“Sorry,” I said, feeling chastised, but hearing the mortification in his voice reminded me of everything trying in our mother-son relationship right now. Do you think I like his hairdo, long and straggily raking across his face? And, he whips it back so many times a day I believe he has developed a tick. I haven’t seen his eyes in a year and a half.
He is on the phone nonstop. “Son, can we just buy the ten items we need here quickly—or get through any activity at all without your receiving or sending a text?”
“It’s not a text. It’s a meme,” he says, exasperated that I don’t know the difference.
“A what?!” I ask, passing the baby food aisle and fondly remembering when his needs were so simple and easy to define. Before he became a short-circuited bag of demands and hormones, sneaking food in the pantry but never closing a bag so every cracker in the house is stale or gone—the empty box a telltale sign. “Is it like Twitter?”
He rolls his eyes, “No, you tweet on Twitter. A meme is totally random stuff and acts on video where everything goes wrong.”
“And, this is what your generation does with the amazing technology at your disposable?” I was thinking of a grown friend who had told me that there is a new “app” that allows you to “pop a zit.”
“When is the last time you used your laptop or that new phone to research a word or study an author, to find anything of value?” I am especially upset because this, his fourth cell phone, he had dropped in the bath last night, screaming that it had to get replaced; he got it less than two weeks ago. “You all are so intellectually starved, it’s ridiculous.” I share this knowing my son is one of the better teens, one of the “good guys.”
When you wake with a sore neck and can afford a massage, that’s great, but what you really need is an adjustment because it means your spine is out of alignment. In the same vein, how do I correct what is obviously wrong between my son and me? I don’t care what anyone says, having been there (and still am) raising a teenager is the hardest thing I have ever done. I keep wanting to scream or run for the hills—and, honestly, I’ve already tried that. Fleeing is a temporary resolve. It gives you space but the problems remain.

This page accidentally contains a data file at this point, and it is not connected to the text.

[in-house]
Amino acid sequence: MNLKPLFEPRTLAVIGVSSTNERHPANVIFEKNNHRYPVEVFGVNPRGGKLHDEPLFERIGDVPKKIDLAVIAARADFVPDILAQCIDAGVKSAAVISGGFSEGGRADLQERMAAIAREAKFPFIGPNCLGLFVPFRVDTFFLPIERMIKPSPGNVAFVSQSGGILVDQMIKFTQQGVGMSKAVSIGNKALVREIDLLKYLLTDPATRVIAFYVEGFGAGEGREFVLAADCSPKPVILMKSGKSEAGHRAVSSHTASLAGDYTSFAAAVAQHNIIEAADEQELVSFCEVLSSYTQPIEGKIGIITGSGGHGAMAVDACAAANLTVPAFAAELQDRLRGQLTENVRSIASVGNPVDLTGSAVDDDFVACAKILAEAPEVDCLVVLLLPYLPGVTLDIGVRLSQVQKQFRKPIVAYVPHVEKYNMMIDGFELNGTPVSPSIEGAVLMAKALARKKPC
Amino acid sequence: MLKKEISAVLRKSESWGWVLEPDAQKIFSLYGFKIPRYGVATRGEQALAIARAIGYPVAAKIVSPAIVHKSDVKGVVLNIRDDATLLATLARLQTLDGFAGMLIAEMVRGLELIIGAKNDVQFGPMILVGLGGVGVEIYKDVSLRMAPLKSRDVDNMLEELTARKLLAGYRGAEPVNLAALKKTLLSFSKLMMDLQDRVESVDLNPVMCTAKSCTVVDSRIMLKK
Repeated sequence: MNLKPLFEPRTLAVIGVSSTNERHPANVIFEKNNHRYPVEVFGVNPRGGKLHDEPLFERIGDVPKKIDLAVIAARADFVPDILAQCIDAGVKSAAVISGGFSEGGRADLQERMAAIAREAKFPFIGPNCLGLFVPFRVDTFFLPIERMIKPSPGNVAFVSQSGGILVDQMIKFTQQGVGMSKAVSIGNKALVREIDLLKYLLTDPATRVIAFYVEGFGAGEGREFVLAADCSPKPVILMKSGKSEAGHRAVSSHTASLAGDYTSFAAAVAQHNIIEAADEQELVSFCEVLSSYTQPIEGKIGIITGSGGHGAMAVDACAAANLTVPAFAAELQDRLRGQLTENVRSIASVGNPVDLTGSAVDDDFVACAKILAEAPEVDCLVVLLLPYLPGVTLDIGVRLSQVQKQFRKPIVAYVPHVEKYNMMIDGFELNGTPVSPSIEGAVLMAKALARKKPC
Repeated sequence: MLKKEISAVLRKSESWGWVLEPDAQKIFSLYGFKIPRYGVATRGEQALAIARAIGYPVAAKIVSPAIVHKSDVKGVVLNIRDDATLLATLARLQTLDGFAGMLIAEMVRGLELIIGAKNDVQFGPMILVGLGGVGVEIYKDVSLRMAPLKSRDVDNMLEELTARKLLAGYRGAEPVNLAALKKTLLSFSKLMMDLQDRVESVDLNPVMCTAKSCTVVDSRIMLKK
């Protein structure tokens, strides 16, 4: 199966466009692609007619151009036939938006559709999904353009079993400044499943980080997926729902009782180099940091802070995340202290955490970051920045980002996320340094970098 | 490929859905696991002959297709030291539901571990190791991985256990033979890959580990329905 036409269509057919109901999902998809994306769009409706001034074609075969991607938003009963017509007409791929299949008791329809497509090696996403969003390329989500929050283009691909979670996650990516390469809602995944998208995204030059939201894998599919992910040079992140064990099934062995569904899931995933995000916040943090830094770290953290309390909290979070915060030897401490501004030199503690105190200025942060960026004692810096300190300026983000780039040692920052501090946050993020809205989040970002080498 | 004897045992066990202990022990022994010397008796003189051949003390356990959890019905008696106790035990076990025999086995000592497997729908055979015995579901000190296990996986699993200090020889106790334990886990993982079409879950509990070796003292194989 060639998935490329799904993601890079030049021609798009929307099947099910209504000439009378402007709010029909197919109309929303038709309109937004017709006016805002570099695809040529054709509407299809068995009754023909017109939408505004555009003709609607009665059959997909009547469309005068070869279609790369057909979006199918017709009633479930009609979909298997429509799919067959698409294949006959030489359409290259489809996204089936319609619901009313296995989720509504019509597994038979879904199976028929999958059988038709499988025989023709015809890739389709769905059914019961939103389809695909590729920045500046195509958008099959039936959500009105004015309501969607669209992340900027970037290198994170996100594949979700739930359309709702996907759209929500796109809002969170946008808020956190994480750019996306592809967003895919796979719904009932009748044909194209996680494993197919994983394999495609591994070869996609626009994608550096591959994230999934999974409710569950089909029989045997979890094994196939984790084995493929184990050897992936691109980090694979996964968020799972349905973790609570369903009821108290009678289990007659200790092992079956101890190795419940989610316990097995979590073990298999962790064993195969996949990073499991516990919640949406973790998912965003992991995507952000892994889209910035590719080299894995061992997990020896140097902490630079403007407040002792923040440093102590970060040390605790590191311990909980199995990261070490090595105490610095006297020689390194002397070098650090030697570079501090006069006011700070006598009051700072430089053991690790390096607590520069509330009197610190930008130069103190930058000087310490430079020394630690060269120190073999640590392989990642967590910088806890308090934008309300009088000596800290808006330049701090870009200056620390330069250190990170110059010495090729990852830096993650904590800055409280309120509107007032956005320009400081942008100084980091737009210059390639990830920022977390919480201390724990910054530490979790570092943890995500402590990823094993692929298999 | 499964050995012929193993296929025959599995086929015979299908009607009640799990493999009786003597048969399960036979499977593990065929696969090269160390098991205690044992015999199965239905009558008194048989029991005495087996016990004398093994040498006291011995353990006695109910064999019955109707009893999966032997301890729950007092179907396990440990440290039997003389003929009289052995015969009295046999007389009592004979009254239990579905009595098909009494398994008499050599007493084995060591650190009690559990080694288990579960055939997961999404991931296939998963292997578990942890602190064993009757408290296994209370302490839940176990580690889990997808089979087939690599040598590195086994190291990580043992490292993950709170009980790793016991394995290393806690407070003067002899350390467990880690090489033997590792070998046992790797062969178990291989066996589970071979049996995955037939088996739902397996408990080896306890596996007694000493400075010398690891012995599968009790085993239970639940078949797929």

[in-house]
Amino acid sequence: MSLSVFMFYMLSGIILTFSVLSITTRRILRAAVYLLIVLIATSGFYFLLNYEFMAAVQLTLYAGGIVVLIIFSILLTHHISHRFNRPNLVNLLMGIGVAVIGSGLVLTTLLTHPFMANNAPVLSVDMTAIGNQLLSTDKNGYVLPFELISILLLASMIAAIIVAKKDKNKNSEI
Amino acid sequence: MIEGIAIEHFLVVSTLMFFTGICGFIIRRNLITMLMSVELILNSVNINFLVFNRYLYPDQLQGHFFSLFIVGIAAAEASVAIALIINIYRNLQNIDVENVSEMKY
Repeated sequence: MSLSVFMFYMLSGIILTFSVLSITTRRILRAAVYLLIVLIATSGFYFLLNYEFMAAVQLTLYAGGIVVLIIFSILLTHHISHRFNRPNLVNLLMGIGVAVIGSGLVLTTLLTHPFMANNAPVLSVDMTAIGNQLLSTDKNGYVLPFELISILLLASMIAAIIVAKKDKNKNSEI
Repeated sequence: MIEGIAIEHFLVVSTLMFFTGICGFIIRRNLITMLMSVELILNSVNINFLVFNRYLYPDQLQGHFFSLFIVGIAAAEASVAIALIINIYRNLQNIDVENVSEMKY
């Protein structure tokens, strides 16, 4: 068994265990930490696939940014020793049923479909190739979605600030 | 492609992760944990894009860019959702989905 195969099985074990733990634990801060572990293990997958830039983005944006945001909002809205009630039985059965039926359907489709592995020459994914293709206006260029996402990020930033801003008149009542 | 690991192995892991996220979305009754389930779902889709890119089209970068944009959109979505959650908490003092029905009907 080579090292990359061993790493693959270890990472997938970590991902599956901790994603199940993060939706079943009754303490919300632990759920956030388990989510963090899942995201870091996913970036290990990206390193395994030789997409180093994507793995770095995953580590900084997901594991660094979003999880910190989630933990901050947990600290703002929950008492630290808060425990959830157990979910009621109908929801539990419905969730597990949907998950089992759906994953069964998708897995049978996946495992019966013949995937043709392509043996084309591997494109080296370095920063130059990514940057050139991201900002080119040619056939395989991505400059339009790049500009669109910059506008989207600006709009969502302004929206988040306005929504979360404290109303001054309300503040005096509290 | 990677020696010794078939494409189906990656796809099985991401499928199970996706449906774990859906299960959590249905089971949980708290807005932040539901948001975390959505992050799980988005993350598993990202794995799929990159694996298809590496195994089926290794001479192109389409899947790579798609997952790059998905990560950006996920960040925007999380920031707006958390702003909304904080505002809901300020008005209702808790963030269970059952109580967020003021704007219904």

You hear advice on talk shows: Don’t overmother. Let him go and suffer the consequences. Seamus does nothing without being asked (although his chores are regularly scheduled items like take out garbage Tuesdays & Fridays, feed the dogs after school) and he must be reminded four or five times. “In a minute, Mom,” but then twenty go by; meanwhile, he’s blasting his stereo and on the computer and his cell at the same time, “Oh, yeah. Garbage, I forgot.” Then he forgets to put a new liner in the trash can. He forgets his sack lunch at least twice a week but has never forgotten to take his cell to school or to put it on the charger at night. You can lock him out of the office for days at a time, ground him, and punish him but nothing changes the behavior long term.
This week alone I made homemade popcorn, even took it to him upstairs, where he sat in front of the computer. Then, anticipating the household needs of the week, I went down to fry some bacon that had been in the refrigerator awhile. Next, I reminded Seamus that it was 10:30, phone curfew, and he needed to bring the plastic popcorn bowl down. Texting, he put the bowl—with uneaten popcorn still in it—on the counter and was headed back upstairs.
“Go ahead and wash it,” I said, carefully placing the scorching skillet I had just used into the sink. “Just don’t put it on top of this pan because it’s so hot it’ll burn the plastic.” Then I went outside to rally up the dogs for the night, and when I walked back into the kitchen the plastic popcorn bowl wasn’t washed. No, it was sitting ON TOP OF THE BACON PAN I HAD EXPLICITLY TOLD HIM TO AVOID and Seamus was nowhere in sight, so I lost it.
Well, today I am picking him up early from school because I am taking him with me “into the woods” to camp for two days. (Steve was invited but isn't interested; he has been gone all week in Alabama for a seminar and wants to come home and do nothing this weekend.) It’ll be a fresh air, campfire, lots of exercise but a low tech weekend, and we’ll see how my son and I survive.